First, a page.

Wednesday, May 24, 2017


I am still processing what happened this year, the year that became a blur before it even began.

We all have someone in our lives, whether it be ourselves or another person, someone who attaches the intangible nature of memories, love, or values to collectibles. A picture mounted in a century-old silver frame handed down generation to generation. An old wooden rocking chair used by the matriarch of a family to rock the young children to sleep. Plaques of achievement, culminating awards for accomplishment of spirit and determination. Then there are items of glass: crystal wine glasses, depression era milk bottles, figurines etched with tiny letters of the times and places of celebrations. All are one in the same, all glass susceptible to being cracked, broken, or shattered if knocked from a perch of safety. We take great care when moving the glass, carrying it from one place to another, the effort rising and falling depending on the significance of the glass to us or to those who have entrusted the glass to us for safe-keeping and transportation.

The end of May is nearing, bringing to close another year of teaching, the twenty-seventh year for me. Teaching has been the perfect profession because it affords the opportunity to pause at the end of the same chaotic time each year to consider what I have accomplished with my students, tie up all the loose ends, file away the better lessons, pitch the terrible ones, and watch the credits roll until a new year begins in August.

I tend to experience each school year as a season of an episodic television show. While the central cast remains the teachers, the true focus is on the students who walk through our doors, the young people parents have entrusted to our care for nurturing, educating, and even disciplining when needed.  Each year is a different season, containing different conflicts contrasting different triumphs, but all readily available to binge-watch in my memories in order to catch certain themes or story-arcs that leave me with some insight into life itself. Each class, each year is unique, set apart from those which came before or after, not because their challenges or personalities are so dissimilar but unique because of how the students address what life has placed in their path.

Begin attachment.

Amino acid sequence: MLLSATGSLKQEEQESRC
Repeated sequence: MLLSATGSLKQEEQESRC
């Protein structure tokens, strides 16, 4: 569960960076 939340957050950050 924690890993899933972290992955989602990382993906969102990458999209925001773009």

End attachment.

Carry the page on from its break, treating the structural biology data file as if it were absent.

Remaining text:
In teaching, as in life, preparation only takes each of us to the moment at hand. Once the moment arrives, an unexpected detour sign may appear on a street we travel every day, a train may need the track we are about to cross, or a torrential downpour may flood our valleys, forcing us to carry one another to higher ground until the water subsides.

The loss of our colleague, friend, and teacher, Jamey Conlin, back in October of this school year was that downpour, blurring the horizon of a clear fall day. As a community we did the best we could to navigate through those first weeks, but as a teacher and someone who had also experienced this loss personally, I faced the challenge of grieving myself while continuing to teach my students, the same students who were traveling through their own stages of grief. The loss gave me, hopefully gave them, purpose out of necessity.

I can remain at the stage of denial and isolation better than anyone, locking myself in my own thoughts while leaving the world around me to fend on its own. I could not do that this time. I could not look at the faces of those juniors and seniors who walked through my door every day, selfishly thinking that we could all go through this alone. I could not shake the feeling that many of them would continue to process the emotions of those weeks in their own way and in their own time long after singing the last hymn at Jamey's funeral.

They were glass. I was glass. Fragile. Breakable. Right or wrong, that is how I felt at the time.

The year continued to chug along at an odd pace for me as the students and I slowly moved back into some semblance of a routine (if that is even possible in high school). We read our novels, wrote our papers, practiced our AP test, created our scrapfolio pages. An unusual mood hovered nearby, some unnameable perspective washing over me as I 
paid more attention, listened more closely, processed events more carefully as I watched over the students in my care.